- Electric Charge , Basic properties of electric charge and Frictional Electricity
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- Electrical and electrostatic force
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- Coulomb's Law (with vector form)
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- Principle Of Superposition
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- Electric Field
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- Calculation of Electric Field
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- Electric Field Lines
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- Electric Flux
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- Electric Dipole

- Electrical interaction between charged particles can be reformulated using the concept of electric field.

- To understand the concept consider the mutual repulsion of two positive charged bodies as shown in fig (a)

- Now if remove the body B and label its position as point P as shown in fig (b), the charged body A is said to produce an electric field at that point (and at all other points in its vicinity)

- When a body B is placed at point P and experiences force F, we explain it by a point of view that force is exerted on B by the field not by body A itself.

- The body A sets up an electric field and the force on body B is exerted by the field due to A.

- An electric field is said to exists at a point if a force of electric origin is exerted on a stationary charged (test charge) placed at that point.

- If F is the force acting on test charge q placed at a point in an electric field then electric field at that point is

**E**=**F**/q

or**F**= q**E**

- Electric field is a vector quantity and since F = qE the direction of E is the direction of F.

- Unit of electric field is (N.C
^{-1})

Ans. [MLT

- In previous section we studied a method of measuring electric field in which we place a small test charge at the point, measure a force on it and take the ratio of force to the test charge.

- Electric field at any point can be calculated using Coulomb's law if both magnitude and positions of all charges contributing to the field are known.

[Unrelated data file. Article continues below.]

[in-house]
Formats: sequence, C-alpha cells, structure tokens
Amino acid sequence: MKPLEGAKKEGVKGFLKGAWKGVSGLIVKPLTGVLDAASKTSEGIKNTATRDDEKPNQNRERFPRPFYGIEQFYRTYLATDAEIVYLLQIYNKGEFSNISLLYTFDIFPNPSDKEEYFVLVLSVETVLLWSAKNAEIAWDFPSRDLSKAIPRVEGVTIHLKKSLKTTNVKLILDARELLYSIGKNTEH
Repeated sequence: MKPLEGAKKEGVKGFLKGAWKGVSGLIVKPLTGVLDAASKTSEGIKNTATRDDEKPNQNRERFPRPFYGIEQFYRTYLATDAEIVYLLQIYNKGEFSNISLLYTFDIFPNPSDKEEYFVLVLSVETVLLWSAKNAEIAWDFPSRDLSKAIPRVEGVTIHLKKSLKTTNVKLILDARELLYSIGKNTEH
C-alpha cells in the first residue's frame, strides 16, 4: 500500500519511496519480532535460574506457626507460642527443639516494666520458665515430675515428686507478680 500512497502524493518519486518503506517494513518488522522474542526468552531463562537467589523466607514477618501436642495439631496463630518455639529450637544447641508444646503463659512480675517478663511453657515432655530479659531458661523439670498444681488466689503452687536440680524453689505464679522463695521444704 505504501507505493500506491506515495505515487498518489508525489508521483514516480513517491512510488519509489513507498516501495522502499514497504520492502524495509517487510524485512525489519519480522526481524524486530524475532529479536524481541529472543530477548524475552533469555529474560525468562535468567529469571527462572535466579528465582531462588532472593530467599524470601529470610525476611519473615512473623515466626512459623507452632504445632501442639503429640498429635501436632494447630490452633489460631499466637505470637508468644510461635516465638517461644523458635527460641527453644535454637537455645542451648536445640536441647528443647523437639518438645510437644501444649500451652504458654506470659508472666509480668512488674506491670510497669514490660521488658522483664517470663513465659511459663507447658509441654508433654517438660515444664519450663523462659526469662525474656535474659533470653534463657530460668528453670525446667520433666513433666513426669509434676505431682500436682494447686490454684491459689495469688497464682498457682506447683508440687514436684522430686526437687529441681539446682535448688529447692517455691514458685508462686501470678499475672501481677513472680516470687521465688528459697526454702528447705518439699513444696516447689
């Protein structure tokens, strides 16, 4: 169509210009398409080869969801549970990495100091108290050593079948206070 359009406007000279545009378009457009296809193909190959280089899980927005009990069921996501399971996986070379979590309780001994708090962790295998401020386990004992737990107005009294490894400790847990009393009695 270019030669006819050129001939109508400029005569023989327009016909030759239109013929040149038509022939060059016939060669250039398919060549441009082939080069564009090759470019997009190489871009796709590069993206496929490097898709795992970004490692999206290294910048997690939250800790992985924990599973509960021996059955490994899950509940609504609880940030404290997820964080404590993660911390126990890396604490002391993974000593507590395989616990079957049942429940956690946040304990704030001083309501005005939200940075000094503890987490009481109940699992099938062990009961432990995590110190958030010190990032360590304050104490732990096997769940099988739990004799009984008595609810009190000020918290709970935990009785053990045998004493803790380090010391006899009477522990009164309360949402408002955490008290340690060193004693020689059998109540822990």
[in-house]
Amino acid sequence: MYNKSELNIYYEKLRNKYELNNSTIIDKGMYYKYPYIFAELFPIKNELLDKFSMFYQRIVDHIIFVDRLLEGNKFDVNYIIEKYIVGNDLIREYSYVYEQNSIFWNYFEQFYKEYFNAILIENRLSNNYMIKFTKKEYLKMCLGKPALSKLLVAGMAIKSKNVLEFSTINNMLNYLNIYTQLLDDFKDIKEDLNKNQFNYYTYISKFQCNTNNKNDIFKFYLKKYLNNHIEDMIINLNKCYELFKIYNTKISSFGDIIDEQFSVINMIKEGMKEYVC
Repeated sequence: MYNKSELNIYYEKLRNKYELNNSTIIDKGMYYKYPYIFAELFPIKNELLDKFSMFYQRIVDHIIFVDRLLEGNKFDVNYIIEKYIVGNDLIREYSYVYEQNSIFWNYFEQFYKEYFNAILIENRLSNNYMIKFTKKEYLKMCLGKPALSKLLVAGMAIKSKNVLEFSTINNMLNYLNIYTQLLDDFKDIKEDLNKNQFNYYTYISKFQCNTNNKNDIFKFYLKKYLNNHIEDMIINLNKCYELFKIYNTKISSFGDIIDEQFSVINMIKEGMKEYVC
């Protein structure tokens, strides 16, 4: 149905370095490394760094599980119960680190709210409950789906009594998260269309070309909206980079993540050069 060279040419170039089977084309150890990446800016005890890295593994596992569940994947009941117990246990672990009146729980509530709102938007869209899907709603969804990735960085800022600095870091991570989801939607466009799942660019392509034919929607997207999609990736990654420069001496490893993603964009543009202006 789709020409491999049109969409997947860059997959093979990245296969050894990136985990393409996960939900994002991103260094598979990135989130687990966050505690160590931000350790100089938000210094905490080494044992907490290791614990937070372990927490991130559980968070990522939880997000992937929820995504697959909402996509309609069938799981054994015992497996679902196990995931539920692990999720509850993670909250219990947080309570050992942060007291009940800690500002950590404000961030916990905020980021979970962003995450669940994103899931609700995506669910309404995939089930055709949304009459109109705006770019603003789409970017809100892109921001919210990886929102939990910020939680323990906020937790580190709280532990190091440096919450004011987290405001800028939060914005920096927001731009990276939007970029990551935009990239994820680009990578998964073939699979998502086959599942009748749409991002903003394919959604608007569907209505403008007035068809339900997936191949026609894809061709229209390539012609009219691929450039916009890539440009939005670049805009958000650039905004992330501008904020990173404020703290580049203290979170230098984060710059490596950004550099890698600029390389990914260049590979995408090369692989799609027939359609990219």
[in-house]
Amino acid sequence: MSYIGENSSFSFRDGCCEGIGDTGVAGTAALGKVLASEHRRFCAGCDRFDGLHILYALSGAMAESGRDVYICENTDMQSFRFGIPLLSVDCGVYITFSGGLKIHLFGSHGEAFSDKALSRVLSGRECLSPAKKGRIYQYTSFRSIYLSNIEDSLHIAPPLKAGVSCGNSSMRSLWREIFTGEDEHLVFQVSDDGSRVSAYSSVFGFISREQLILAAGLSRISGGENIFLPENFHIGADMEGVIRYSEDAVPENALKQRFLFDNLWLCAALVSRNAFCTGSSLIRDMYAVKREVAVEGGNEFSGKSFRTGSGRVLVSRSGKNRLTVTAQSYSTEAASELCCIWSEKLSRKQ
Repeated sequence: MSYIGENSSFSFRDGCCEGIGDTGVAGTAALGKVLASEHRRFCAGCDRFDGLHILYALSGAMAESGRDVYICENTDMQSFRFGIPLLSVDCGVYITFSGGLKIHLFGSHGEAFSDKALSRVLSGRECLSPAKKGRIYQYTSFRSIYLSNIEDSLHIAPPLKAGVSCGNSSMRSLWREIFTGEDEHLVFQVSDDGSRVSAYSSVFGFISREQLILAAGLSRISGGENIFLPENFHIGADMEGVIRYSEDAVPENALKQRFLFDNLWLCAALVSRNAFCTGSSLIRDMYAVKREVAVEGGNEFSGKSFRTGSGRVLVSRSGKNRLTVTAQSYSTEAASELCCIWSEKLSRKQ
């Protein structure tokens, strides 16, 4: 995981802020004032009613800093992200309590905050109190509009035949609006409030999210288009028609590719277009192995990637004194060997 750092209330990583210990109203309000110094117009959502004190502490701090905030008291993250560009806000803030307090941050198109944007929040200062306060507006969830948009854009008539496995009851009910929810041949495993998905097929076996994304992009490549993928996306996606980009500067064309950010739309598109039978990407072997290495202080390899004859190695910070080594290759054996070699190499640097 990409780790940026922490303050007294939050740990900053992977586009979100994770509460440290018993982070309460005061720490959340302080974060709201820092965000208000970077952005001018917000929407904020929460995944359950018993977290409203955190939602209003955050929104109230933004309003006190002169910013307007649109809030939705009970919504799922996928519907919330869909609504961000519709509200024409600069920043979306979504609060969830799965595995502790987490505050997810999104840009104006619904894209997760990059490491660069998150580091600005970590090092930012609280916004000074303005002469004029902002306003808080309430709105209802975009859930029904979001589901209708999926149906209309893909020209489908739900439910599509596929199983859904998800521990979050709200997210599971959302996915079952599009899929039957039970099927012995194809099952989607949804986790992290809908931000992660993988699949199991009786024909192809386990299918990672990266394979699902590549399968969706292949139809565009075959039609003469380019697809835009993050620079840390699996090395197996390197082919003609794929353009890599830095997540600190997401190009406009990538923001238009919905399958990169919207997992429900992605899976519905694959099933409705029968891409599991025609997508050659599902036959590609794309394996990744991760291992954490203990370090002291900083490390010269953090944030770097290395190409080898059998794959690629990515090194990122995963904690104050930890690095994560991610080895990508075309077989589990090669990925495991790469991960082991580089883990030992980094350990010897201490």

- To find the magnitude of electric field at a point P, at a distance r from the point charge q, we imagine a test charge q'to be placed at P. Now we find force on charge q' due to q through Coulomb's law.

$$\boldsymbol{F}=\frac{kqq_{'}}{4\pi \epsilon _{0}r^{2}} $$

electric field at P is $$\boldsymbol{E}=\frac{kqq_{'}}{4\pi \epsilon _{0}r^{2}} $$

The direction of the field is away from the charge q if it is positive

- Electric field for either a positive or negative charge in terms of unit vector r directed along line from charge q to point P is
$$\boldsymbol{F}=\frac{kqq_{'}\boldsymbol{\widehat{r}}}{4\pi \epsilon _{0}r^{2}}
$$

r = distance from charge q to point P.

- When q is negative , direction of E is towards q, opposite to r.

**Electric Field Due To Multiple Charges**

- Consider the number of point charges q
_{1}, q_{2},........... which are at distance r_{1P}, r_{2P},................... from point P as shown in fig

- The resultant electric field is the vector sum of individual electric fields as

**E = E**_{1P}+ E_{2P}+ .....................

This is also a direct result of principle of superposition discussed earlier in case of electric force on a single charge due to system of multiple charges.

- E is a vector quantity that varies from one point in space to another point and is determined from the position of square charges.

Class 12 Maths Class 12 Physics

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